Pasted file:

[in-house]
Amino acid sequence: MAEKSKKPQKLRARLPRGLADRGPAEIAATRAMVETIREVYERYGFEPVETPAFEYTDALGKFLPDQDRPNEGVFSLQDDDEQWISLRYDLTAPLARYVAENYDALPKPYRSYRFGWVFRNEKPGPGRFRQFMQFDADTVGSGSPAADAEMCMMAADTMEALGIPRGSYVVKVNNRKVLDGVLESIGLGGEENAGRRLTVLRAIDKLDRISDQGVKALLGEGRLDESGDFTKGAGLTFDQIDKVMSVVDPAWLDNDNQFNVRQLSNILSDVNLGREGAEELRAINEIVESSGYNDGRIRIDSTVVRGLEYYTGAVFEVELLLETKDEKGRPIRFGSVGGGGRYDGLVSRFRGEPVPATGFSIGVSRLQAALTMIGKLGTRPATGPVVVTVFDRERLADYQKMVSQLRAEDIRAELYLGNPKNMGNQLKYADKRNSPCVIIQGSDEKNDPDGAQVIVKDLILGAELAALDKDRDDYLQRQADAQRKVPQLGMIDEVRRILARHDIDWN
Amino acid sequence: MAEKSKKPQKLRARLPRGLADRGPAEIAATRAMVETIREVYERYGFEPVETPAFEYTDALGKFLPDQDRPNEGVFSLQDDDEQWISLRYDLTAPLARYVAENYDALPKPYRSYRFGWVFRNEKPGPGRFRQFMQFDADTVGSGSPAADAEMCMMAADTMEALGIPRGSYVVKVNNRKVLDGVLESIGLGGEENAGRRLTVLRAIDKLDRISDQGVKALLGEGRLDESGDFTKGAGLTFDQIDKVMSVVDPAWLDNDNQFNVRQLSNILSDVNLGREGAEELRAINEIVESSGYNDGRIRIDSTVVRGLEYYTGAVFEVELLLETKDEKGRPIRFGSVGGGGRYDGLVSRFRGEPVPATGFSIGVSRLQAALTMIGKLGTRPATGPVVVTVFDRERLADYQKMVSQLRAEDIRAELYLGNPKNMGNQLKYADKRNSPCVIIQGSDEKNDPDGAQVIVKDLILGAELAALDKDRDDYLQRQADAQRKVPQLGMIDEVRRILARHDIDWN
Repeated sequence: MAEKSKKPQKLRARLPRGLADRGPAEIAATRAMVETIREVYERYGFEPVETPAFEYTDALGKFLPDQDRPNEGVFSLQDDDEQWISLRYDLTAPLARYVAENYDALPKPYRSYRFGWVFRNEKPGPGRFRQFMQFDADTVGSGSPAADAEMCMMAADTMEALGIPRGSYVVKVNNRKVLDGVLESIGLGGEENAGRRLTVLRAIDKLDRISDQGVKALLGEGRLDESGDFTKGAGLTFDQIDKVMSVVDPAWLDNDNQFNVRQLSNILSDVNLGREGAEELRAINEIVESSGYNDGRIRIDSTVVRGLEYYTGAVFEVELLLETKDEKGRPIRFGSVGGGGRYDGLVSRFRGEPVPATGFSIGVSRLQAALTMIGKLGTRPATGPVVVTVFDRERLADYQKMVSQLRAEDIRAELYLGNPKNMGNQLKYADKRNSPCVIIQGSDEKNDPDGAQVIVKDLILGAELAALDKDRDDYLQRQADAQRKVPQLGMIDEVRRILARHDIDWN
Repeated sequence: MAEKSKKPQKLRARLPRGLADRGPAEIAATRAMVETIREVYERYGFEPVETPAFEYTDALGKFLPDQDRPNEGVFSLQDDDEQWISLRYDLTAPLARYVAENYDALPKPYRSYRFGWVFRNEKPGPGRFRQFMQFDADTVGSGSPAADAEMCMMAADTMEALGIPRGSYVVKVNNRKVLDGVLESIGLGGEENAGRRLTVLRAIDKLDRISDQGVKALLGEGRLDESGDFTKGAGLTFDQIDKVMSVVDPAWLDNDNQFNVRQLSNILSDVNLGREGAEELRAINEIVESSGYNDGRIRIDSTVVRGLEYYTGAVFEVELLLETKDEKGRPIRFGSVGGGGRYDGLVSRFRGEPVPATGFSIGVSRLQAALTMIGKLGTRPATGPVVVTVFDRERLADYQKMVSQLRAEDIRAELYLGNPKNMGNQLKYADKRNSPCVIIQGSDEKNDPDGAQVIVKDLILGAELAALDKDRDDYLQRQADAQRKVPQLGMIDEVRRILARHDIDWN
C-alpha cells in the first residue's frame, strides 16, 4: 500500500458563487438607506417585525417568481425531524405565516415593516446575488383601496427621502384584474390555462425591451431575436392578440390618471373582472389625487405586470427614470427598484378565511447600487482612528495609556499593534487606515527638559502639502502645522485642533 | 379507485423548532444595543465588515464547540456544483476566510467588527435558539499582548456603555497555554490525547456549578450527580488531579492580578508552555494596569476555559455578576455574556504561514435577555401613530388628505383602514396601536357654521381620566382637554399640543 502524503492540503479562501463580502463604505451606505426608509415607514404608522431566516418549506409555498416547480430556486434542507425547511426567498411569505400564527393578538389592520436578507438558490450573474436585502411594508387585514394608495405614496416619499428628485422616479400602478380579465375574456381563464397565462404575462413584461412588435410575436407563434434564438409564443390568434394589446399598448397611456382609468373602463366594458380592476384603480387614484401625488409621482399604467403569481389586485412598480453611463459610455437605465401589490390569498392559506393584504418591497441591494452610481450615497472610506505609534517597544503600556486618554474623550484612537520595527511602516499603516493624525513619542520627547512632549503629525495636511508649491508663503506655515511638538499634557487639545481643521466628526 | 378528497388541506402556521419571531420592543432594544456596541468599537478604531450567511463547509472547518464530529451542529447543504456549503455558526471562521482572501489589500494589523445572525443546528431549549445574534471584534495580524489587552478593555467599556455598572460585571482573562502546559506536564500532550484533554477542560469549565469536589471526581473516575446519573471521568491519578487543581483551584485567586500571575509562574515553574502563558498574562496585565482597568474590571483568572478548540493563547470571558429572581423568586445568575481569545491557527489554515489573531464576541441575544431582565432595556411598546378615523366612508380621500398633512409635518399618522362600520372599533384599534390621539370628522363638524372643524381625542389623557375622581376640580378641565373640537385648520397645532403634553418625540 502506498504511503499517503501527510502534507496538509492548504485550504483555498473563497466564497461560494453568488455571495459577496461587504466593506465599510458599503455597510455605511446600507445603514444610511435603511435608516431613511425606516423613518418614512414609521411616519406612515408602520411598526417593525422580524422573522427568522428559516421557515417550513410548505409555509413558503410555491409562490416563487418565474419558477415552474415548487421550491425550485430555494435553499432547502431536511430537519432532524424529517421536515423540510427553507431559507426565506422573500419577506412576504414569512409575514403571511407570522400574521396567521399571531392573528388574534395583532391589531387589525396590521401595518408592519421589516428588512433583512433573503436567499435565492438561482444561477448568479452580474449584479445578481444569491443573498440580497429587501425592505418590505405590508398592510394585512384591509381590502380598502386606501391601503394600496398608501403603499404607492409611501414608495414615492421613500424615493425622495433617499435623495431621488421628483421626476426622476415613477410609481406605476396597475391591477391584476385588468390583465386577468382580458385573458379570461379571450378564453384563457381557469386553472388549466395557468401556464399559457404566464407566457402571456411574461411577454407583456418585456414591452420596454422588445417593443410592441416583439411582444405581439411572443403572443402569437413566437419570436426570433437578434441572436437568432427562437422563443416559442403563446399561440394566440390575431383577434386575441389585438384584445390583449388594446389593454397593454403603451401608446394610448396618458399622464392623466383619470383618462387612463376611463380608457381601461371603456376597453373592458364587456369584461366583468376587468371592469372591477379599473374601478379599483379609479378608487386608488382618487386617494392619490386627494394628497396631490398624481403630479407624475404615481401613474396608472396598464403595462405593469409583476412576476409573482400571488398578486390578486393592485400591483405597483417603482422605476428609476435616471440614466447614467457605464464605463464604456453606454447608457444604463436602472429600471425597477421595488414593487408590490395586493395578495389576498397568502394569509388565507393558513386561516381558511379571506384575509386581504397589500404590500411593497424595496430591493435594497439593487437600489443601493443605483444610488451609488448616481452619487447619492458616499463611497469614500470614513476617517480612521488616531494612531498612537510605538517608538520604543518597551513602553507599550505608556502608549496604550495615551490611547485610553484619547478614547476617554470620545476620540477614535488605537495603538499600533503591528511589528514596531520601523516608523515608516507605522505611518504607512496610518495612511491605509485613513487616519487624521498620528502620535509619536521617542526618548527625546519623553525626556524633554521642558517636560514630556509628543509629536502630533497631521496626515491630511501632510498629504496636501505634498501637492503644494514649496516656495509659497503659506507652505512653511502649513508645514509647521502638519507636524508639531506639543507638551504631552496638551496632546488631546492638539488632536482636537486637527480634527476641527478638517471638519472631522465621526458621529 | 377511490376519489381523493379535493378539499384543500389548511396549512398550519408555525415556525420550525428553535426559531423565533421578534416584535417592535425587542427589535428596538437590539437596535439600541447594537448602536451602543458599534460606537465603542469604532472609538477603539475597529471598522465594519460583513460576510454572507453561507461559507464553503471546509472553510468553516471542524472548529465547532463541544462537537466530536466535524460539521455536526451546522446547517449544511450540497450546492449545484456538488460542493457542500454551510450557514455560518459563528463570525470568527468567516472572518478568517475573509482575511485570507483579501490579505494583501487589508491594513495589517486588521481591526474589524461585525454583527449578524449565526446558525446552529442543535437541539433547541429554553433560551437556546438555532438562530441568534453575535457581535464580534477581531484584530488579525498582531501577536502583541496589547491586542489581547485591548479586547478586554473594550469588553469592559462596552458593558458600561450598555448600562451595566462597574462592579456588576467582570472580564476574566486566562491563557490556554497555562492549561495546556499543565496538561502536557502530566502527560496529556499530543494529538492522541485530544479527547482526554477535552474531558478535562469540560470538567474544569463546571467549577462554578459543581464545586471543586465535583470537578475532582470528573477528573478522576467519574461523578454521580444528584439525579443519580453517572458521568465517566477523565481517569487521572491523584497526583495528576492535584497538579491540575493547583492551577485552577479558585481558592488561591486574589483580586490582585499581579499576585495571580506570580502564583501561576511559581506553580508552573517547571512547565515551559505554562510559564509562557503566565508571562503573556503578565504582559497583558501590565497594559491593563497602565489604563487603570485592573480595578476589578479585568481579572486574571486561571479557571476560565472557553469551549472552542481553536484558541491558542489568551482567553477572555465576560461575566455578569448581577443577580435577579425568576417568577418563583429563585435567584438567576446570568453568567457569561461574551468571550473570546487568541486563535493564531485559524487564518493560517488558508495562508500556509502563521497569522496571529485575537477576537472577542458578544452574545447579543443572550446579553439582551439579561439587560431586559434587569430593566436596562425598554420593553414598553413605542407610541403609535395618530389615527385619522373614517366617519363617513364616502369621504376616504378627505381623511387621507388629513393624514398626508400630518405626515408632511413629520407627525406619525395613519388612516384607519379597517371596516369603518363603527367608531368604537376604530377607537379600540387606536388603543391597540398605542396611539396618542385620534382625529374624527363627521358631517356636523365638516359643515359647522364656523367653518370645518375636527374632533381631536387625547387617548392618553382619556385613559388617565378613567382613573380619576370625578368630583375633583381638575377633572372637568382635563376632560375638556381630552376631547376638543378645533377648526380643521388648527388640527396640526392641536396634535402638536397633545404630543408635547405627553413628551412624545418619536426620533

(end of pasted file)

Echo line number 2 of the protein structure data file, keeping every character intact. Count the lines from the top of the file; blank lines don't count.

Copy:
Amino acid sequence: MAEKSKKPQKLRARLPRGLADRGPAEIAATRAMVETIREVYERYGFEPVETPAFEYTDALGKFLPDQDRPNEGVFSLQDDDEQWISLRYDLTAPLARYVAENYDALPKPYRSYRFGWVFRNEKPGPGRFRQFMQFDADTVGSGSPAADAEMCMMAADTMEALGIPRGSYVVKVNNRKVLDGVLESIGLGGEENAGRRLTVLRAIDKLDRISDQGVKALLGEGRLDESGDFTKGAGLTFDQIDKVMSVVDPAWLDNDNQFNVRQLSNILSDVNLGREGAEELRAINEIVESSGYNDGRIRIDSTVVRGLEYYTGAVFEVELLLETKDEKGRPIRFGSVGGGGRYDGLVSRFRGEPVPATGFSIGVSRLQAALTMIGKLGTRPATGPVVVTVFDRERLADYQKMVSQLRAEDIRAELYLGNPKNMGNQLKYADKRNSPCVIIQGSDEKNDPDGAQVIVKDLILGAELAALDKDRDDYLQRQADAQRKVPQLGMIDEVRRILARHDIDWN